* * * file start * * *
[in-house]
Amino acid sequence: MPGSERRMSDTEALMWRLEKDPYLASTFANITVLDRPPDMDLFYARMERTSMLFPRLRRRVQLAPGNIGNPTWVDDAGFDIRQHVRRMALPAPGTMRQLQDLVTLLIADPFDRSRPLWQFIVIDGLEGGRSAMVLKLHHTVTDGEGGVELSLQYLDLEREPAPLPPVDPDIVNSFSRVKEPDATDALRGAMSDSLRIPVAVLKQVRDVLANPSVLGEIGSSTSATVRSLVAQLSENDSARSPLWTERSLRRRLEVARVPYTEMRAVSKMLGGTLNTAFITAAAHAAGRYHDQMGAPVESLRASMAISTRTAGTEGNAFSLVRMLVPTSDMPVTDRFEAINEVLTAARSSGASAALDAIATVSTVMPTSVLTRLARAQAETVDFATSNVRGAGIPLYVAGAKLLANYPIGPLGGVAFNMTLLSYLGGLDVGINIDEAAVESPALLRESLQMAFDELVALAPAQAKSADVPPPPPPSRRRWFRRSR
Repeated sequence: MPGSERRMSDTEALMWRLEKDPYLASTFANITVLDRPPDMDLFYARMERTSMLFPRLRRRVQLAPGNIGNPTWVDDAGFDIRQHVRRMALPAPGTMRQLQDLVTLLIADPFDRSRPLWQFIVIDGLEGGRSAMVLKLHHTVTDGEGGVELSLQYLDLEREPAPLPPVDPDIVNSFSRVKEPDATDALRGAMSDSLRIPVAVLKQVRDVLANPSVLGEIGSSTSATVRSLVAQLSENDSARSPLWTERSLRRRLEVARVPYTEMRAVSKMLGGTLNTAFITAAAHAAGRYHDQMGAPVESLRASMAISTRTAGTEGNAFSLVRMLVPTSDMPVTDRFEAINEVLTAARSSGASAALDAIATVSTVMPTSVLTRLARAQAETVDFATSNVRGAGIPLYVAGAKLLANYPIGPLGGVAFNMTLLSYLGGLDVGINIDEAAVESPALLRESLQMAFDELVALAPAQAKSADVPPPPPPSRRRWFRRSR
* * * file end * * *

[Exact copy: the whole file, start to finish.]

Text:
[in-house]
Amino acid sequence: MPGSERRMSDTEALMWRLEKDPYLASTFANITVLDRPPDMDLFYARMERTSMLFPRLRRRVQLAPGNIGNPTWVDDAGFDIRQHVRRMALPAPGTMRQLQDLVTLLIADPFDRSRPLWQFIVIDGLEGGRSAMVLKLHHTVTDGEGGVELSLQYLDLEREPAPLPPVDPDIVNSFSRVKEPDATDALRGAMSDSLRIPVAVLKQVRDVLANPSVLGEIGSSTSATVRSLVAQLSENDSARSPLWTERSLRRRLEVARVPYTEMRAVSKMLGGTLNTAFITAAAHAAGRYHDQMGAPVESLRASMAISTRTAGTEGNAFSLVRMLVPTSDMPVTDRFEAINEVLTAARSSGASAALDAIATVSTVMPTSVLTRLARAQAETVDFATSNVRGAGIPLYVAGAKLLANYPIGPLGGVAFNMTLLSYLGGLDVGINIDEAAVESPALLRESLQMAFDELVALAPAQAKSADVPPPPPPSRRRWFRRSR
Repeated sequence: MPGSERRMSDTEALMWRLEKDPYLASTFANITVLDRPPDMDLFYARMERTSMLFPRLRRRVQLAPGNIGNPTWVDDAGFDIRQHVRRMALPAPGTMRQLQDLVTLLIADPFDRSRPLWQFIVIDGLEGGRSAMVLKLHHTVTDGEGGVELSLQYLDLEREPAPLPPVDPDIVNSFSRVKEPDATDALRGAMSDSLRIPVAVLKQVRDVLANPSVLGEIGSSTSATVRSLVAQLSENDSARSPLWTERSLRRRLEVARVPYTEMRAVSKMLGGTLNTAFITAAAHAAGRYHDQMGAPVESLRASMAISTRTAGTEGNAFSLVRMLVPTSDMPVTDRFEAINEVLTAARSSGASAALDAIATVSTVMPTSVLTRLARAQAETVDFATSNVRGAGIPLYVAGAKLLANYPIGPLGGVAFNMTLLSYLGGLDVGINIDEAAVESPALLRESLQMAFDELVALAPAQAKSADVPPPPPPSRRRWFRRSR